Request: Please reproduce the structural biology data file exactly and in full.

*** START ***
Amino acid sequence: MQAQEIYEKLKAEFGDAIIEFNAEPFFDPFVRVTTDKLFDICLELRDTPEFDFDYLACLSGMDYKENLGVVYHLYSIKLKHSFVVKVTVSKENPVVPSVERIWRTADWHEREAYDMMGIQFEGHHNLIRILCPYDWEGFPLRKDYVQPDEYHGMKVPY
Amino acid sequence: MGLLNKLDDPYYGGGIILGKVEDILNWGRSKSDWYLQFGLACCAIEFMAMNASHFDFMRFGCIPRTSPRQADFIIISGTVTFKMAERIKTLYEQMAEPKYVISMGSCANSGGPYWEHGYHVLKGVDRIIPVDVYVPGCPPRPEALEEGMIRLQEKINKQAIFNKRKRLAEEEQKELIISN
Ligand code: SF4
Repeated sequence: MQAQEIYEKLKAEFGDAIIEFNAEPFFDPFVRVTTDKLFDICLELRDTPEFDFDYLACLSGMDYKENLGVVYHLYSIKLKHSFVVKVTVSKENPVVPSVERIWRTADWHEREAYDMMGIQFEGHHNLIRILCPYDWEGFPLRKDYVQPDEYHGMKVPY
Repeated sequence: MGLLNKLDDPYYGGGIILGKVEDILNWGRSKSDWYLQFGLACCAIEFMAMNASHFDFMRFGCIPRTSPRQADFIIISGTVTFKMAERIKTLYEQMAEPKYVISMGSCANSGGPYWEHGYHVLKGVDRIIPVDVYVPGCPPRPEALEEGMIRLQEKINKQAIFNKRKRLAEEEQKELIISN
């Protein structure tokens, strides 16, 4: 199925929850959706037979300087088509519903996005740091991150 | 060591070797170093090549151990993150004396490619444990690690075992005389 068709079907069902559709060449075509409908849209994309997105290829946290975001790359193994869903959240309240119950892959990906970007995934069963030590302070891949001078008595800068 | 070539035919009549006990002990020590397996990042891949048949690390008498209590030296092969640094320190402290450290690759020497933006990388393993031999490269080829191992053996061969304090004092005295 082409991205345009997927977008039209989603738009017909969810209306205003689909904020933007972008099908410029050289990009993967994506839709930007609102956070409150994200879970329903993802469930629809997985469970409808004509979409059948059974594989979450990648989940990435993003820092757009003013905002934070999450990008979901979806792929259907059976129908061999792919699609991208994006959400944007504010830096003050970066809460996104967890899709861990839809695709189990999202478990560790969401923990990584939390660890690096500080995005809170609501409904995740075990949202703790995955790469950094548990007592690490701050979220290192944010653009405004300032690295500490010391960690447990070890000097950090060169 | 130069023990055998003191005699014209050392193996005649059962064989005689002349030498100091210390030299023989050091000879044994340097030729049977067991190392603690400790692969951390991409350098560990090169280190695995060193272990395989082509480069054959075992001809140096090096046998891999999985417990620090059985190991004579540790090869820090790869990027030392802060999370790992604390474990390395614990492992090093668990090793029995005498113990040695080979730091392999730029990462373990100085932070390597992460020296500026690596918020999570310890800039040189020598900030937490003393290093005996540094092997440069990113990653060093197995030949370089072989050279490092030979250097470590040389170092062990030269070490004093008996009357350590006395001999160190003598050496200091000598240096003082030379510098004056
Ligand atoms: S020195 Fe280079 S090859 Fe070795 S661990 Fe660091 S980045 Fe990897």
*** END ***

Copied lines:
Amino acid sequence: MQAQEIYEKLKAEFGDAIIEFNAEPFFDPFVRVTTDKLFDICLELRDTPEFDFDYLACLSGMDYKENLGVVYHLYSIKLKHSFVVKVTVSKENPVVPSVERIWRTADWHEREAYDMMGIQFEGHHNLIRILCPYDWEGFPLRKDYVQPDEYHGMKVPY
Amino acid sequence: MGLLNKLDDPYYGGGIILGKVEDILNWGRSKSDWYLQFGLACCAIEFMAMNASHFDFMRFGCIPRTSPRQADFIIISGTVTFKMAERIKTLYEQMAEPKYVISMGSCANSGGPYWEHGYHVLKGVDRIIPVDVYVPGCPPRPEALEEGMIRLQEKINKQAIFNKRKRLAEEEQKELIISN
Ligand code: SF4
Repeated sequence: MQAQEIYEKLKAEFGDAIIEFNAEPFFDPFVRVTTDKLFDICLELRDTPEFDFDYLACLSGMDYKENLGVVYHLYSIKLKHSFVVKVTVSKENPVVPSVERIWRTADWHEREAYDMMGIQFEGHHNLIRILCPYDWEGFPLRKDYVQPDEYHGMKVPY
Repeated sequence: MGLLNKLDDPYYGGGIILGKVEDILNWGRSKSDWYLQFGLACCAIEFMAMNASHFDFMRFGCIPRTSPRQADFIIISGTVTFKMAERIKTLYEQMAEPKYVISMGSCANSGGPYWEHGYHVLKGVDRIIPVDVYVPGCPPRPEALEEGMIRLQEKINKQAIFNKRKRLAEEEQKELIISN
């Protein structure tokens, strides 16, 4: 199925929850959706037979300087088509519903996005740091991150 | 060591070797170093090549151990993150004396490619444990690690075992005389 068709079907069902559709060449075509409908849209994309997105290829946290975001790359193994869903959240309240119950892959990906970007995934069963030590302070891949001078008595800068 | 070539035919009549006990002990020590397996990042891949048949690390008498209590030296092969640094320190402290450290690759020497933006990388393993031999490269080829191992053996061969304090004092005295 082409991205345009997927977008039209989603738009017909969810209306205003689909904020933007972008099908410029050289990009993967994506839709930007609102956070409150994200879970329903993802469930629809997985469970409808004509979409059948059974594989979450990648989940990435993003820092757009003013905002934070999450990008979901979806792929259907059976129908061999792919699609991208994006959400944007504010830096003050970066809460996104967890899709861990839809695709189990999202478990560790969401923990990584939390660890690096500080995005809170609501409904995740075990949202703790995955790469950094548990007592690490701050979220290192944010653009405004300032690295500490010391960690447990070890000097950090060169 | 130069023990055998003191005699014209050392193996005649059962064989005689002349030498100091210390030299023989050091000879044994340097030729049977067991190392603690400790692969951390991409350098560990090169280190695995060193272990395989082509480069054959075992001809140096090096046998891999999985417990620090059985190991004579540790090869820090790869990027030392802060999370790992604390474990390395614990492992090093668990090793029995005498113990040695080979730091392999730029990462373990100085932070390597992460020296500026690596918020999570310890800039040189020598900030937490003393290093005996540094092997440069990113990653060093197995030949370089072989050279490092030979250097470590040389170092062990030269070490004093008996009357350590006395001999160190003598050496200091000598240096003082030379510098004056
Ligand atoms: S020195 Fe280079 S090859 Fe070795 S661990 Fe660091 S980045 Fe990897």